Baseball may be called “America’s Pastime” but Major League Baseball (MLB) has firmly set its sights on flying much further afield.
The league started its globalization efforts in earnest when the league played 11 games outside of the US and Canada combined in 2018 and 2019 – nearly as many as the 14 international games it played in all of its prior seasons combined.
The biggest highlights were the two London Series games that saw the New York Yankees take on the Boston Red Sox at the London Stadium, home of English soccer’s West Ham. As the MLB’s first regular-season games ever in Europe, each game drew almost 60,000 fans and strong television figures, as well as overwhelming demand for merchandise.
In bringing the Red Sox and the Yankees to London, the MLB decided to follow the path previously trodden by American football’s NFL and basketball’s NBA in showcasing their sports with competitive matches rather than exhibition games. They also happen to represent two of the most highly recognized brands not only in the US but also in the world.
The games were deemed a resounding commercial success, and the league planned to ramp up its international presence even more, announcing its return to London in 2020 with two games between the Chicago Cubs and the St. Louis Cardinals at the same venue.
That is until the pandemic hit.
Back home, stadium doors closed on spectators after almost all US states banned mass gatherings and major events indefinitely. International events, meanwhile, were put on ice.
But after a four-year hiatus, the MLB is finally heading back to London this weekend (June 24 and 25) to stage the same two-game series between the Cubs and Cardinals as part of the league’s thawed-out international plans.
“It was massively unfortunate that we weren’t able to follow the success of 2019 with another visit in 2020 because we gained a lot of momentum off the back of the two games and we had to suddenly press pause on all of our plans,” Ben Ladkin, MLB Europe’s managing director, tells GlobalData Sport.
“But the stoppage really stored up demand, and we saw real enthusiasm when we announced that we were coming back.”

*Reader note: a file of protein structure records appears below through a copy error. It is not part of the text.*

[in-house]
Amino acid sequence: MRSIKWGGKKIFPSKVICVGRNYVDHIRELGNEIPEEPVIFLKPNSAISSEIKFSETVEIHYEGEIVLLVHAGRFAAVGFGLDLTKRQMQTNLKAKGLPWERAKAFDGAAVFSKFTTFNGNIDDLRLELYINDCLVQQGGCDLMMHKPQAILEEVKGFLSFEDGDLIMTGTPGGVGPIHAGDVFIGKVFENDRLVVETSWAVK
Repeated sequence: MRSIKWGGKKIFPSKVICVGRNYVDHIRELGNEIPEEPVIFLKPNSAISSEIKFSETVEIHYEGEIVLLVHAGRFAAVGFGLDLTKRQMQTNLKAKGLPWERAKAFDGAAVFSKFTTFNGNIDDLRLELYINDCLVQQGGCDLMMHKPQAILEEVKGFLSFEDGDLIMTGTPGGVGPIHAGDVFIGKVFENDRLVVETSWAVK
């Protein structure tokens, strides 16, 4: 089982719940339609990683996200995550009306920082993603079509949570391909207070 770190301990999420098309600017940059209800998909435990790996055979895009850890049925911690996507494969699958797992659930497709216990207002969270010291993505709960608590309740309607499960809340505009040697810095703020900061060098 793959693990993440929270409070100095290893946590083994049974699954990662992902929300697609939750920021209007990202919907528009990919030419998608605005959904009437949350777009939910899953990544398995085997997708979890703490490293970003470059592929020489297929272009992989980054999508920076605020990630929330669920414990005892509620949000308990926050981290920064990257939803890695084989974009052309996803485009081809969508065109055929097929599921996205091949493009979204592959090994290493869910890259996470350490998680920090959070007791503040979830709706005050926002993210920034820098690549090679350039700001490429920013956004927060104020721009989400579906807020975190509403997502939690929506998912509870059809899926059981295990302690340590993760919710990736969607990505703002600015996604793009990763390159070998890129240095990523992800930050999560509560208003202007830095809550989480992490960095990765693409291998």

The two games form part of the league’s new MLB World Tour – an international slate of games approved in the contentious labor agreement between MLB and the MLB Players Association struck in March last year.
Alongside plans to stage more games in London in 2024 and 2026, the league will travel to France in 2025, having annual Mexico City games from 2023 to 2026, an Asian opener in 2024, a Tokyo opener in 2025, and a series in San Juan, Puerto Rico, in 2025 and 2026.
Despite being entrenched in American history and culture, baseball’s origins lie in Surrey, England, with the first recorded mention of ‘bass-ball’ dated September 9, 1749.
The sport seems ready-made for Britons, having long been accustomed to sitting through lengthy drawn-out sporting events, with action often only occurring in short bursts.
Tennis matches at the Wimbledon grand slam often last for more than four hours, while cricket takes things to a whole new level. Test matches last up to five days – interlaced with breaks for lunch, tea, and drinks.
In that way, despite baseball’s relatively low profile in the UK, there has always been a huge untapped market of fans the MLB could develop.
But, while Londoners have become accustomed to seeing NFL teams make their way over to the capital every year since 2007, watching live MLB games remained stubbornly out of reach for European fans until only recently.
“Europe presented us with an interesting challenge,” says Ladkin. “We have a really strong avid fanbase who will stay up until 2AM to watch games and a good merchandise presence in places like Germany and France so it’s been on the league’s radar for some time.
“We wanted to really think about how we approach it and what we want to get out of it.
“We focused on the UK as a good first base to see what our potential was, and people traveled from other parts of Europe for those  games which helped us push our plans out further.”
Being a late entrant isn’t without its drawbacks, and the league will have to compete with the sports entertainment bonanza that is the NFL, but Ladkin believes there is enough room for everyone.
“The NFL has done an amazing job and they’ve been doing UK games for over 10 years now, and we are quite early in our journey. We’ve looked at their model and we’ve taken some lessons from them on what has worked, what hasn’t.
“But our strategy will be unique to the sport and I’m sure there will be crossover in terms of fans. There is definitely the ability to follow both NFL, NBA, and MLB plus all the other domestic sports too.
“There is a unique kind of enjoyment of baseball when you go to a ballpark on a summer’s evening – it’s an absolutely fantastic experience and I think what we really want to do is give people that experience in the UK and Europe from the moment they walk into the ballpark until they leave.”
Expanding the fan zone
With the pandemic consigned to the dustbin of history and a new collective bargaining agreement in place, the MLB has set its sights on its next most pressing challenge: attracting a younger (and more international) audience.